The Orlando Magic are hoping to have a stronger bench with a little more scoring punch. That has shown through in flashes throughout the preseason.
There was a breath of fresh air when Terrence Ross checked in.
The Orlando Magic really have no other player like him. Terrence Ross’ ability to come off screens and shoot is among the best in the league. Teams really do have to gameplan for him and Ross can turn games on their head, helping the Magic steal wins in the process.
During the team’s first two preseason games, his absence was certainly felt. the bench lacked much scoring punch, having to rely on rookie Cole Anthony to generate offensive push. Not helping matters either was the general platoon swapping coach Steve Clifford was using for the preseason game.
So the moment Ross checked into Thursday’s 123-115 loss to the Charlotte Hornets and he started firing, it felt like things were right in the world.
Terrence Ross’ first shot came on an isolation against former teammate Bismack Biyombo. Ross saw the switch, rocked him to sleep and pulled up for three. This is Ross and the kind of impact he can have.
Last year for the Magic, he averaged 14.7 points per game while shooting a 50.8-percent effective field goal percentage. Both numbers were down from his 2019 numbers. At least part of that seemed to be the generally weaker second units he was playing with. Outside of playing with the starters — often replacing Jonathan Isaac for closing lineups — Terrence Ross was often the only scorer the team had coming off the bench.
And so Thursday’s game was important not just as a practice run and a return to the court under the Amway Center lights for Ross, but a chance to get used to a second unit that looks to have some more scoring potency.
If Cole Anthony is able to translate his preseason success to the regular season, suddenly the Orlando Magic’s second unit might be a bit more dangerous and give Steve Clifford more options to turn to when he has to break his lineup.
And the two already seem to be building solid chemistry.
"“We are all playing for each other out there,” Anthony said after Thursday’s game. “That second unit is really starting to mesh together. We’re finding where everyone is comfortable. Khem [Birch] likes to set screens, Chuma [Okeke] can score and he is also a good passer, Terrence [Ross] is a shooter, MCW can do everything. We’re all getting comfortable out there with each other. It’s fun. I think we have gotten better every time we have stepped on the court together.”"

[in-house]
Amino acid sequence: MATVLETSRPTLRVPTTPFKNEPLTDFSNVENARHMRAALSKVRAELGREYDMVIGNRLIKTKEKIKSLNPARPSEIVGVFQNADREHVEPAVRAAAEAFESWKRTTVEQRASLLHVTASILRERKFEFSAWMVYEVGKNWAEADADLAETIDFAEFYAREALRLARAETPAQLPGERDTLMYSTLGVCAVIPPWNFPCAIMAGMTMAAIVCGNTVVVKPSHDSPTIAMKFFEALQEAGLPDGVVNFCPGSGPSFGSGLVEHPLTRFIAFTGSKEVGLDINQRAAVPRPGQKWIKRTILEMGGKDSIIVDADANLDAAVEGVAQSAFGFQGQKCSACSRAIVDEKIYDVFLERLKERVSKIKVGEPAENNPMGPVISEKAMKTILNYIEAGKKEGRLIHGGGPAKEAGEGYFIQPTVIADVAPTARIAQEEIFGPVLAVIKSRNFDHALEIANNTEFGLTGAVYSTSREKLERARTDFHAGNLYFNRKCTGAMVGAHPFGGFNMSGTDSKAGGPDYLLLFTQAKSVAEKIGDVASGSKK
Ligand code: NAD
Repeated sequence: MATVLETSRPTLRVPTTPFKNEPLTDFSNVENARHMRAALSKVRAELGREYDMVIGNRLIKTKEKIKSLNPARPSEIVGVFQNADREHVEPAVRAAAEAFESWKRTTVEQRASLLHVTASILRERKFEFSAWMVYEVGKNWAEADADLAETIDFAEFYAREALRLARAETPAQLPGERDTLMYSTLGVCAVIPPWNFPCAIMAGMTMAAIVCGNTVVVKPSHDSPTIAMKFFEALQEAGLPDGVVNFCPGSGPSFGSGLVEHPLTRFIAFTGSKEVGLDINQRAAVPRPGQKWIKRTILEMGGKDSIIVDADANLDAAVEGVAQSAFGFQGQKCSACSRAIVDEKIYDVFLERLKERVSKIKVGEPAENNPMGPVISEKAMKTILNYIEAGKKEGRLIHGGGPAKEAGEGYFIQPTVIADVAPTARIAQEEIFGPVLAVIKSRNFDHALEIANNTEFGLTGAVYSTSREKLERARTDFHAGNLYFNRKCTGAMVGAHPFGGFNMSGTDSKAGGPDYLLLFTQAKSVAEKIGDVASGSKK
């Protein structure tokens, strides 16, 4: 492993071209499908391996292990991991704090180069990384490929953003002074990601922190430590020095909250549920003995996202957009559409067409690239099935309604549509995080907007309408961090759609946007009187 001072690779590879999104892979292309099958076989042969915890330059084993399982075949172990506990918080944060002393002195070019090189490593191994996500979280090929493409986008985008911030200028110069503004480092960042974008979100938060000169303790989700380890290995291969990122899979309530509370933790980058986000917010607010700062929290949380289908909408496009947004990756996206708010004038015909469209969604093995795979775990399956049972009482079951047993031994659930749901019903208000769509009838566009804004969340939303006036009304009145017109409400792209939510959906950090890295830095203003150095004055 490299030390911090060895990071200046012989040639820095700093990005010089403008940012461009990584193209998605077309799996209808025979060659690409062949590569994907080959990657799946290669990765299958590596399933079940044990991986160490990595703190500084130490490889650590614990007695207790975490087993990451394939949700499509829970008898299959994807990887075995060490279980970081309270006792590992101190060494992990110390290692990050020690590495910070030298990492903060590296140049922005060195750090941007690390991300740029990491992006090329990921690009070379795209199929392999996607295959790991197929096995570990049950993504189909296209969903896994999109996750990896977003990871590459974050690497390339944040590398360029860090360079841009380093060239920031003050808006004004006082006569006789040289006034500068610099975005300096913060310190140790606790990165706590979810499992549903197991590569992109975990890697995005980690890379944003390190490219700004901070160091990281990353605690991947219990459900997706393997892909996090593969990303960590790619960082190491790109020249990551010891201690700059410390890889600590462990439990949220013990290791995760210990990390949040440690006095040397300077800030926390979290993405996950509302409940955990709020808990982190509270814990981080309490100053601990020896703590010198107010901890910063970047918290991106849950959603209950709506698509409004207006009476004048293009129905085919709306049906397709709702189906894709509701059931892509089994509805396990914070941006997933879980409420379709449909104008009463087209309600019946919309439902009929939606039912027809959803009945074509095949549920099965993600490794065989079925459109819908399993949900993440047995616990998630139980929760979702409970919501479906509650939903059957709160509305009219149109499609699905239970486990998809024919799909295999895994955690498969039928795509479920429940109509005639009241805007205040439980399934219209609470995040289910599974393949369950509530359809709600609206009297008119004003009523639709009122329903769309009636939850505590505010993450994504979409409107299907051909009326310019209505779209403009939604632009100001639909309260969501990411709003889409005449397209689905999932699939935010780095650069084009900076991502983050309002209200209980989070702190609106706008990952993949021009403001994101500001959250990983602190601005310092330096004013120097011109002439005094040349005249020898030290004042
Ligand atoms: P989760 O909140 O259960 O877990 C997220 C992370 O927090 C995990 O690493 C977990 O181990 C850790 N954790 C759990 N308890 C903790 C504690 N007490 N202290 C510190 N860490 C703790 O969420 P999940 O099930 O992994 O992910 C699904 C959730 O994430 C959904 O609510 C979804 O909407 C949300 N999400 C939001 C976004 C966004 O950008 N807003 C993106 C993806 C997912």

The record looked pretty good in Thursday’s game. And this is without Mohamed Bamba, who rejoined the team at practice Wednesday after getting cleared for contact at last.
In Thursday’s game alone, Anthony scored 11 of his 13 points in the second quarter. That came in a stretch where the Magic took a 10-point deficit and reduced it to as little as three before Ross left the game midway through the second quarter — some late 3-pointers from the Hornets extended the lead back out to nine.
The injection of the second unit in the first half at least, gave the Magic’s offense some life after a listless start. Making baskets goes a long way.
But Anthony is right that every player in that group plays a role.
Birch scored 10 points and grabbed five rebounds in his time on the floor. He has long been a solid screener and one of the best screen assist big men in the league. He had helped spring plenty of guys free.
Michael Carter-Williams has been something of an agent of chaos when he is on the floor. He is energetic defensively and he has found a good role cutting to the basket. But his shooting has left a lot to be desired this preseason — missing several wide-open threes as defenses increasingly ignore him.
Okeke’s offense is still a bit limited. He tried a post-up in Thursday’s game and was clearly still a bit of a fish out of water.
But as he regains confidence in himself and his ability on the floor, the moments and flashes of his talent are on display. Anthony fired a great pass to him in the corner where he pump-faked a closeout and sidestepped into a three.